LESLEY HELLER through May 20; 54 Orchard Street, lesleyheller.com. Memory plays a big role in two fine, and very different, solo shows at Heller. Much of Helen O’Leary’s work materially recycles her own earlier paintings panels, which she cut into scraps and strips and pieces together — she calls it knitting — to form something new and often sculptural. It’s the piecing-together that’s painterly. Keisha Scarville’s gorgeous photographs are about memory and patterning too, but here the memories are specific. In some of these pictures the artist wears clothes belonging to her late mother.
TIBOR DE NAGY through May 6; 15 Rivington Street, tibordenagy.com. One of the neighborhood’s newest galleries is also one of city’s oldest. Tibor de Nagy opened on the Upper East Side in 1950 and recently moved downtown to Rivington Street. The artist it’s showing, Jess Collins (1923-2004), was always a downtowner in his offbeat soul. He began his career as an Army scientist and soon ditched that for art. Settling in San Francisco, Jess (his professional name) became a painter and collagist with a gift for turning images from films, children’s books and advertising into Surreal, Romantic, often homoerotic fantasies. His impulse toward precision crafting made him a recluse for much of his long career, which the show samples, early and late, in “Secret Compartments.”
FEATURE HUDSON FOUNDATION through May 5; 87 Rivington Street, featurehudsonfoundation.org. The contemporary Irish artist Alex Rose is something of a recluse, too, and his shadowy photographs of nubile youths share Jess’s Romantic inclinations. Like Jess, Mr. Rose is a manipulator of materials, bleaching, coloring and abrading images so they appear to have been exhumed from archives of another age. Maybe the most interesting thing about the show, though, is where it is: in a nonprofit space on Rivington devoted to archiving the career of the art dealer named Hudson (1950-2014) whose former gallery, Feature, remains a model of survivalist integrity.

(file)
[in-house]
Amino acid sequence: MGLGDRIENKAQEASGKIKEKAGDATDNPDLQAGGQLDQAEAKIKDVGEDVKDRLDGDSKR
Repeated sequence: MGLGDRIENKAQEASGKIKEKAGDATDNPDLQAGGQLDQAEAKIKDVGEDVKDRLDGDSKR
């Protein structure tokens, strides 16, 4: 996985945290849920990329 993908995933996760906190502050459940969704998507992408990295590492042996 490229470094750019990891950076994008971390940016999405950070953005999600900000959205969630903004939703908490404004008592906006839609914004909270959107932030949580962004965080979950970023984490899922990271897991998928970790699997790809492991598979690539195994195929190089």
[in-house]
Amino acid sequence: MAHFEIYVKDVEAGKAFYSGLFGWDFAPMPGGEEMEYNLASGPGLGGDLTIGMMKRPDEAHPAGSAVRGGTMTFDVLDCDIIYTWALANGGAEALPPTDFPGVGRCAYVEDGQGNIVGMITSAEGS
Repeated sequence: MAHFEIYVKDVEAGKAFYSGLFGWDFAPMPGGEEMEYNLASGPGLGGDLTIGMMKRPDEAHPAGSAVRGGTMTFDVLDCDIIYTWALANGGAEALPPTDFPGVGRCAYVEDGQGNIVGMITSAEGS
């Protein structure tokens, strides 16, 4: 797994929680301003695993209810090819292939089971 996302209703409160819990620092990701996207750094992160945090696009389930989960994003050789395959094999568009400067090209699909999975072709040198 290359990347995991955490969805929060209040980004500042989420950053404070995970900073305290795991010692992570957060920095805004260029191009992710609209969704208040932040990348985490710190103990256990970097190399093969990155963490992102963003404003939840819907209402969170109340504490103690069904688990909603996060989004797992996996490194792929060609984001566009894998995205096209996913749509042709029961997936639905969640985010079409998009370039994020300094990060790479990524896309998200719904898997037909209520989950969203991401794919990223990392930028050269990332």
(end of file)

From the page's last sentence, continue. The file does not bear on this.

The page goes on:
COMPANY through May 6; 88 Eldridge Street, fifth floor, companygallery.us. I bet Hudson would have liked the work of Jonathan Lyndon Chase, a young painter (born in 1989) who works out of his family home in Philadelphia. Despite the show’s title, “Quiet Storm” — which refers to a genre of mellow, primarily African-American pop music — there is nothing the least quiet about Mr. Chase’s exuberant brushwork, or his images of glittered-splashed flesh and gay coupledom. No doubt comparably bold, out-there work was done by brilliant artists in decades past, though we would probably never have seen it. Now, thanks to galleries like Company on Eldridge Street, we can.